In one case, a phony California-based debt collection outfit run by a man named Kirit Patel allegedly collected more than $5.2 million in debts that were owed to payday loan companies -- or weren't owed at all, according to the FTC. The defendant's attorney, Andrew Steinheimer, said Patel was duped into opening the company by someone else and was unaware of any wrongdoing.
The case was referred to the Justice Department, and a federal grand jury indicted Patel last year. If convicted, Patel will face up to 20 years in prison or a fine of $250,000 (or both).
"[These debt collection agencies] continue to taint the professionalism of the vast majority of collectors that do it the right way -- respectfully and in compliance with federal and state laws," said Mark Schiffman, a spokesman for debt collection trade association ACA, which represents more than 3,000 debt collectors.
2013 is yet another year getting off to a great start for stocks, and Berkshire Hathaway Inc. (NYSE: BRK-A) is actually outperforming the broad stock market so far in 2013. As of Tuesday, the S&P 500-tracking SPDR S&P 500 (NYSEMKT: SPY) is up about 6% and the DJIA-tracking SPDR Dow Jones Industrial Average (NYSEMKT: DIA) is up about 7%. With a 1% gain on Tuesday, Berkshire Hathaway Inc. (NYSE: BRK-A) A shares are up 9.3% and the Berkshire Hathaway Inc. (NYSE: BRK-B) B-shares are up by about 8.7%.
We have looked at the year-to-date performance of Warren Buffett's portfolio holdings of Berkshire Hathaway Inc. (NYSE: BRK-B) to see which stocks he has that are helping to drive gains so far in 2013. We looked through all of Warren Buffett's top stock holdings to identify the biggest winners. What is so interesting today is that the actual Berkshire Hathaway shares are outperforming about 90% of the actual stock holdings that make up the Buffett and Berkshire investment portfolio.
We have included the purchase or sale transaction history of each pick. We have also provided color and the implied upside to the Thomson Reuters consensus (mean) price target objective.
Phillips 66 (NYSE: PSX) remains a relatively new holding for team Buffett but was kept steady last quarter at 27.1 million shares worth more than $1.65 billion. It is also Buffett's top stock in 2013 so far with gains of more than 15%. We expect that the way Mr. Buffett talked so positively about this oil refinery that he may add to the position ahead. We expect upside to the 1.6% dividend yield and this trades with more implied upside as the $61.30 price is short of the consensus analyst price target of $66.38.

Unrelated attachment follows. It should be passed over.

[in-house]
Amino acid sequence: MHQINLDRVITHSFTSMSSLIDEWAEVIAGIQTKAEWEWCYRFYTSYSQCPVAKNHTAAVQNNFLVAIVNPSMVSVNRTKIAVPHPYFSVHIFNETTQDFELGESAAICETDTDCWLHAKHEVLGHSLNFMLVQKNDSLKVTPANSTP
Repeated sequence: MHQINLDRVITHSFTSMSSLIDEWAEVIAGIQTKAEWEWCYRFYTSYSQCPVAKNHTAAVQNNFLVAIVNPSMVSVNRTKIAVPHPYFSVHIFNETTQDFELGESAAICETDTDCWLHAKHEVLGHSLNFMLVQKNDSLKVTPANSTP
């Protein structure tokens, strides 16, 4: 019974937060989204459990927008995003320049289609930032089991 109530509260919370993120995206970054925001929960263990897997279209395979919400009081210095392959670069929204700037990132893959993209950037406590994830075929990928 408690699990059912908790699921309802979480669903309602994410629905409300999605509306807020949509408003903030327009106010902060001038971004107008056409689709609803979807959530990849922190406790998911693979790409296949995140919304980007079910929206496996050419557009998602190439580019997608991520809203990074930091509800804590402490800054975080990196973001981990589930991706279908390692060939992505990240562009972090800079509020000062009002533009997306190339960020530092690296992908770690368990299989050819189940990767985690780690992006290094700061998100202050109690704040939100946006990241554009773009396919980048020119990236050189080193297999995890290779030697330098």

Procter & Gamble (NYSE: PG) has been on fire in 2013 and shares have been hitting new 52-week highs and this DJIA consumer products giant is up about 13.5% so far in 2013. What is interesting is that Mr. Buffett had been lowering his stake and it had fallen by nearly half of its share amount down to 52.8 million shares. That number may be even lower ahead as Buffett tends to keep selling stocks he starts selling out of. If the position is somehow static, that position would be worth more than $4 billion. This hit a 52-week high on Tuesday above $76.50 and the consensus analyst price target is $78.75 with a 3% dividend yield as of now.
We have two runner-ups which we are not formally counting as Buffett's best performing stocks even though they have been in the holdings before. United Parcel Service, Inc. (NYSE: UPS) is technically the third best position in the Team Buffett portfolio, but there is just one small problem. This had been almost entirely eliminated down to 59,400 shares from 261,900 shares last quarter and versus 1.429 million shares two quarters ago. That being said, this 9% gain year to date is almost immaterial for Berkshire's $242 billion market cap. Ingersoll-Rand (NYSE: IR) is yet another one which would have been great had Buffett remained on its side, but he has sold out of that position in late 2012 as well. That is too bad as this was up 8% year to date in 2013.